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Eric Fryar quoted in the "Business Mirror"

Eric Fryar

"A director has no direct relationship with the shareholders as his relationship is with the company. In the words of Eric Fryar, a Texas lawyer whose expertise lies in shareholder rights: 'If a director owed a fiduciary duty to shareholders, this would frequently place him in a position where his duty to shareholders would be in conflict with his duty to the company.'” The Business Mirror July 15, 2019.

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Topics: Fiduciary Duties

Joint and Several Liability for Breach of Fiduciary Duty

Eric Fryar

When may a defendant be held jointly and severally liable for the tortious conduct of another? Civil Conspiracy, Aiding and Abetting, Knowing Participation

The classic statement was given by Professors Prosser and Keeton as follows:

All those who, in pursuance of a common plan or design to commit a tortious act, actively take part in it, or further it by cooperation or request, or who lend aid or encouragement to the wrongdoer, or ratify and adopt the wrongdoer's acts done for their benefit, are equally liable.

W. Page Keeton, et al., Prosser and Keeton on the Law of Torts § 46, at 323 (5th ed. 1984) (quoted in Juhl v. Airington, 936 S.W.2d 640, 643 (Tex. 1996)).

Texas law provides three distinct bases for imposing on one person joint and several liability for the tortious conduct of another: contract, causation, and participatory conduct. Each of these bases involves different legal concepts, different public policies, and different elements and applicability. Unfortunately, Texas appellate courts often confuse the different theories, intermingle the elements, and use the incorrect terminology. The recent Houston [1st Dist.] court of appeals decision, Wooters v. Unitech Int'l, Inc., 01-15-00174-CV, 2017 WL 372165 (Tex. App.—Houston [1st Dist.] Jan. 26, 2017), is an apt example of the failure to distinguish these distinct bases of these different theories of liability. 

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Topics: Fiduciary Duties, Joint and Several Liability

Fryar Law Firm Appellate Victory: Texas Partnership Fiduciary Duty

Eric Fryar

14th Court of Appeals Affirms Victory for Texas Limited Partner Fiduciary Duty Claims

The 14th Court of Appeals (Houston, Texas) today affirmed Fryar Law Firm's $1.7 million judgment in favor of a Texas limited partner for breach of fiduciary duties. The judgment included more than $1 million in punitive damages.

Bruce v. Cauthen, No. 14-15-00693-CV (Tex. App.--Houston [14th Dist.] February 2, 2017). 

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Topics: Fiduciary Duties, Attorney's Fees, Limited Partnerships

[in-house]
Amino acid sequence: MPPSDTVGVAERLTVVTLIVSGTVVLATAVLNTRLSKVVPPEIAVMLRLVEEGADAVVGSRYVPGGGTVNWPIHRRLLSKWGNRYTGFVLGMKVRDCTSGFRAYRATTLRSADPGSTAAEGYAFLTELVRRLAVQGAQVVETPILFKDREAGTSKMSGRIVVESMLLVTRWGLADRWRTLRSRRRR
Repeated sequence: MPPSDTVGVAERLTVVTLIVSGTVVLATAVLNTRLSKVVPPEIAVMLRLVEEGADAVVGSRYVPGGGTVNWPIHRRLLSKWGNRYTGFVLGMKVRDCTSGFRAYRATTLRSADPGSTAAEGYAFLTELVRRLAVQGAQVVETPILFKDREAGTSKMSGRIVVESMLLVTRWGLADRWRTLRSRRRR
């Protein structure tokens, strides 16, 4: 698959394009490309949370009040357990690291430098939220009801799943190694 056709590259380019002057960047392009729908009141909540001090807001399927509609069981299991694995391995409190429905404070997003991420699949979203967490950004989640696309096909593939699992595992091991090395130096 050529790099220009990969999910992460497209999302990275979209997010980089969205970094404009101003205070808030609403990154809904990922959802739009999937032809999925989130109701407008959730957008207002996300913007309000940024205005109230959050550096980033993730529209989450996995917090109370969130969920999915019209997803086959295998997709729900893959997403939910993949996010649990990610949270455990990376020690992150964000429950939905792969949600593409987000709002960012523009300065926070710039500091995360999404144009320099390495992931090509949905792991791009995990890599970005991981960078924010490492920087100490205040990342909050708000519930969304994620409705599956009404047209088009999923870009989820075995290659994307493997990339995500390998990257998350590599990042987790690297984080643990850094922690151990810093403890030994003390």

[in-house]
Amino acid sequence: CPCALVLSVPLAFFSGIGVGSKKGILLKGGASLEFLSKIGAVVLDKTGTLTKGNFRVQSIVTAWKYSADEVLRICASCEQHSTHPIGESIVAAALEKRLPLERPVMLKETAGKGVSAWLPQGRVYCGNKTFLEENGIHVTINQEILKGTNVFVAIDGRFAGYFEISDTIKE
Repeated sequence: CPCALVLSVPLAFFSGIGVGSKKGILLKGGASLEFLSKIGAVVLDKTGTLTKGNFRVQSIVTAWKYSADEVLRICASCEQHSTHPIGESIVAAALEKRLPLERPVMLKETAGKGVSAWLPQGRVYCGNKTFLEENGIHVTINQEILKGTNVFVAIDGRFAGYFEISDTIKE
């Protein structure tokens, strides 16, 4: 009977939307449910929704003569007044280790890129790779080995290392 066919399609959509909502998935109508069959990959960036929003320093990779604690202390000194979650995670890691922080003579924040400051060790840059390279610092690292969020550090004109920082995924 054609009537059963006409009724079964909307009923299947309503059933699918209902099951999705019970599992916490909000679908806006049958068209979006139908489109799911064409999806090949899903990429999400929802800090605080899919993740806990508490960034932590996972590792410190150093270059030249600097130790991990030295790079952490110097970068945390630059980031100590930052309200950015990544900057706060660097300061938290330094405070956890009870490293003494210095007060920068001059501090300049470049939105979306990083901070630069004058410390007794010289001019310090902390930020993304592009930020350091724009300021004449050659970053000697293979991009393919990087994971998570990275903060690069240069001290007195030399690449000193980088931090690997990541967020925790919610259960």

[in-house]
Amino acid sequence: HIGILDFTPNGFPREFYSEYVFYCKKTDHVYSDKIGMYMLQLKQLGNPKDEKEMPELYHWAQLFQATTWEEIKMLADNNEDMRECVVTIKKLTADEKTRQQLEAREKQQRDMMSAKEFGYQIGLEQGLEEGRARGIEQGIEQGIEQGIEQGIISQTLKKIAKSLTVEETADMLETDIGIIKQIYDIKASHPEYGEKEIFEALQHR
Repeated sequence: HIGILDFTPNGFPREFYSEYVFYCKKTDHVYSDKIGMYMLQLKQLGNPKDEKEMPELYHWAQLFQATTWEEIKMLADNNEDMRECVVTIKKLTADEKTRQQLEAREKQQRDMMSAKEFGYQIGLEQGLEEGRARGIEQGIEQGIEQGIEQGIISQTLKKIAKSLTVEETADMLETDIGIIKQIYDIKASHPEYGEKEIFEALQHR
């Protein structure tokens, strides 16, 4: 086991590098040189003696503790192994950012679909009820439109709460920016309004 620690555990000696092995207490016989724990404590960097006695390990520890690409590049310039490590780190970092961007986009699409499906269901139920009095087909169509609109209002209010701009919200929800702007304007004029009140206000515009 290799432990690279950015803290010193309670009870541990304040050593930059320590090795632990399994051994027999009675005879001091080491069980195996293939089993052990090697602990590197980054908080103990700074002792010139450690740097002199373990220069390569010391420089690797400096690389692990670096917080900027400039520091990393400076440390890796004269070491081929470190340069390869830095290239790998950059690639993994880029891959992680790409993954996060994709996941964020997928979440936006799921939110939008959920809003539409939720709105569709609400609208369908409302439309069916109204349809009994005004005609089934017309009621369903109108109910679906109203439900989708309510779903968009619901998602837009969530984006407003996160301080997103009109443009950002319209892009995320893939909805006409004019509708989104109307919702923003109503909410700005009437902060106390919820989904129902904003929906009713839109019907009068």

Texas Civil Practice and Remedies Code 38.001 for Breach of Fiduciary Duty

Eric Fryar



Can a Plaintiff Recover Attorney’s Fees Under Texas Civil Practice and Remedies Code 38.001 for a Tort Cause of Action

Texas is one of the more liberal jurisdictions in allowing the recovery of attorney’s fees in breach of contract actions, but generally attorney’s fees are not recoverable in tort actions. The typical claim for wrongdoing among owners of closely-held companies sounds in tort—usually breach of fiduciary duties or conversion.

Section 38.001 of the Texas Civil Practice and Remedies Code provides: “A person may recover reasonable attorney’s fees from an individual or corporation, in addition to the amount of a valid claim and costs, if the claim is for: (8) an oral or written contract.” Texas courts have developed a significant exception to the general rule that permits recovery of attorney’s fees on a tort claim that is so intertwined with the contract which underlies the cause of action such that the tort action is “intrinsically founded on the interpretation of the contract.”[1]

[1] See High Plains Wire Line Servs., Inc. v. Hysell Wire Line Servs., Inc., 802 S.W.2d 406, 408 (Tex. App.—Amarillo 1991, no writ).

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Topics: Fiduciary Duties, Attorney's Fees

Fiduciary Duties of the Limited Partnership General Partner in Texas

Eric Fryar


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Topics: Fiduciary Duties, Limited Partnerships
Fryar Law Firm Knows Shareholder Oppression-Knowledge Makes the Difference

About this blog

The Shareholder Oppression Blog provides timely updates and commentary on the development of Texas Shareholder Oppression law in the wake of the Texas Supreme Court's Ritchie v. Rupe decision, together with legal analysis of the rights, duties, and legal remedies in disputes among business owners in all types of closely-held businesses.

Visit Shareholder Oppression complete legal resource

Fryar Law Firm | Shareholder Oppression Attorneys

About the Author

Eric Fryar

Eric Fryar is a Houston, Texas business litigation attorney, whose practice focuses almost exclusively on shareholder oppression and similar disputes among business owners. Recognized as an authority in this area of the law, Eric Fryar has written, taught, and practiced the law the governing shareholder and business owner rights for more than a quarter century. He achieved the largest fraud verdict in the state of Texas for a group of minority shareholders in 2015--one of the largest verdicts in the country that year, and has recently published a law review article in the Texas Journal of Business Law on the future of shareholder oppression litigation in Texas.

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